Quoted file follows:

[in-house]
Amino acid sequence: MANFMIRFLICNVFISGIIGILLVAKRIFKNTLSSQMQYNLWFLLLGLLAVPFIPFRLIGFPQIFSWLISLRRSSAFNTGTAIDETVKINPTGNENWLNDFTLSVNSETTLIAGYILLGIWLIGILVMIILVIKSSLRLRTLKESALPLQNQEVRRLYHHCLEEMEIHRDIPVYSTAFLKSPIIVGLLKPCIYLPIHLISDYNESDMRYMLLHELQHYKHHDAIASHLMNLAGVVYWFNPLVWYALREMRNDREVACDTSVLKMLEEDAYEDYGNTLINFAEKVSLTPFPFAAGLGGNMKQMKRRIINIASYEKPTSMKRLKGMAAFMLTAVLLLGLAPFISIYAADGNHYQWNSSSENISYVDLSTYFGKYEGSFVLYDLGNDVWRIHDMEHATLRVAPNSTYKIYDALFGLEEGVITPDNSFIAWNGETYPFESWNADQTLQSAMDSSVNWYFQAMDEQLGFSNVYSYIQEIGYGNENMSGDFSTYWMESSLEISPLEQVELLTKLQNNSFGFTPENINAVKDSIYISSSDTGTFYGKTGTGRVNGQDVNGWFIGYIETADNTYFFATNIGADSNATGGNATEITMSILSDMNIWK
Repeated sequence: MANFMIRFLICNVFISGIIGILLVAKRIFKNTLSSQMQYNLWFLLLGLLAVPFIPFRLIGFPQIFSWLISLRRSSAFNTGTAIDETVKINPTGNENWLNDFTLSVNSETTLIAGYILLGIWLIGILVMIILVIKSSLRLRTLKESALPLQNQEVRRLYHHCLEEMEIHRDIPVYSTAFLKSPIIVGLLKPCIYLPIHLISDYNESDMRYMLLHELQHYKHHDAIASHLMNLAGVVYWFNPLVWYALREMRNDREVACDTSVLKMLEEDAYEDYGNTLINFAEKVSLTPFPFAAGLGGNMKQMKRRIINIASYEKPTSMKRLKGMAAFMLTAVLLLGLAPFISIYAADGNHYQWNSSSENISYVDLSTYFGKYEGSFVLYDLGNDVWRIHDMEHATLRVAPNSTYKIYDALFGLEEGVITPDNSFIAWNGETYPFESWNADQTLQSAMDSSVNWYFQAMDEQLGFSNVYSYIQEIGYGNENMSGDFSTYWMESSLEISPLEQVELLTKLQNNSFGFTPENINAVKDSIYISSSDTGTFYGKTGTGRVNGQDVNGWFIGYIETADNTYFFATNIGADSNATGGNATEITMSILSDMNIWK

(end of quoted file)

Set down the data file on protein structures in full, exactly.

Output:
[in-house]
Amino acid sequence: MANFMIRFLICNVFISGIIGILLVAKRIFKNTLSSQMQYNLWFLLLGLLAVPFIPFRLIGFPQIFSWLISLRRSSAFNTGTAIDETVKINPTGNENWLNDFTLSVNSETTLIAGYILLGIWLIGILVMIILVIKSSLRLRTLKESALPLQNQEVRRLYHHCLEEMEIHRDIPVYSTAFLKSPIIVGLLKPCIYLPIHLISDYNESDMRYMLLHELQHYKHHDAIASHLMNLAGVVYWFNPLVWYALREMRNDREVACDTSVLKMLEEDAYEDYGNTLINFAEKVSLTPFPFAAGLGGNMKQMKRRIINIASYEKPTSMKRLKGMAAFMLTAVLLLGLAPFISIYAADGNHYQWNSSSENISYVDLSTYFGKYEGSFVLYDLGNDVWRIHDMEHATLRVAPNSTYKIYDALFGLEEGVITPDNSFIAWNGETYPFESWNADQTLQSAMDSSVNWYFQAMDEQLGFSNVYSYIQEIGYGNENMSGDFSTYWMESSLEISPLEQVELLTKLQNNSFGFTPENINAVKDSIYISSSDTGTFYGKTGTGRVNGQDVNGWFIGYIETADNTYFFATNIGADSNATGGNATEITMSILSDMNIWK
Repeated sequence: MANFMIRFLICNVFISGIIGILLVAKRIFKNTLSSQMQYNLWFLLLGLLAVPFIPFRLIGFPQIFSWLISLRRSSAFNTGTAIDETVKINPTGNENWLNDFTLSVNSETTLIAGYILLGIWLIGILVMIILVIKSSLRLRTLKESALPLQNQEVRRLYHHCLEEMEIHRDIPVYSTAFLKSPIIVGLLKPCIYLPIHLISDYNESDMRYMLLHELQHYKHHDAIASHLMNLAGVVYWFNPLVWYALREMRNDREVACDTSVLKMLEEDAYEDYGNTLINFAEKVSLTPFPFAAGLGGNMKQMKRRIINIASYEKPTSMKRLKGMAAFMLTAVLLLGLAPFISIYAADGNHYQWNSSSENISYVDLSTYFGKYEGSFVLYDLGNDVWRIHDMEHATLRVAPNSTYKIYDALFGLEEGVITPDNSFIAWNGETYPFESWNADQTLQSAMDSSVNWYFQAMDEQLGFSNVYSYIQEIGYGNENMSGDFSTYWMESSLEISPLEQVELLTKLQNNSFGFTPENINAVKDSIYISSSDTGTFYGKTGTGRVNGQDVNGWFIGYIETADNTYFFATNIGADSNATGGNATEITMSILSDMNIWK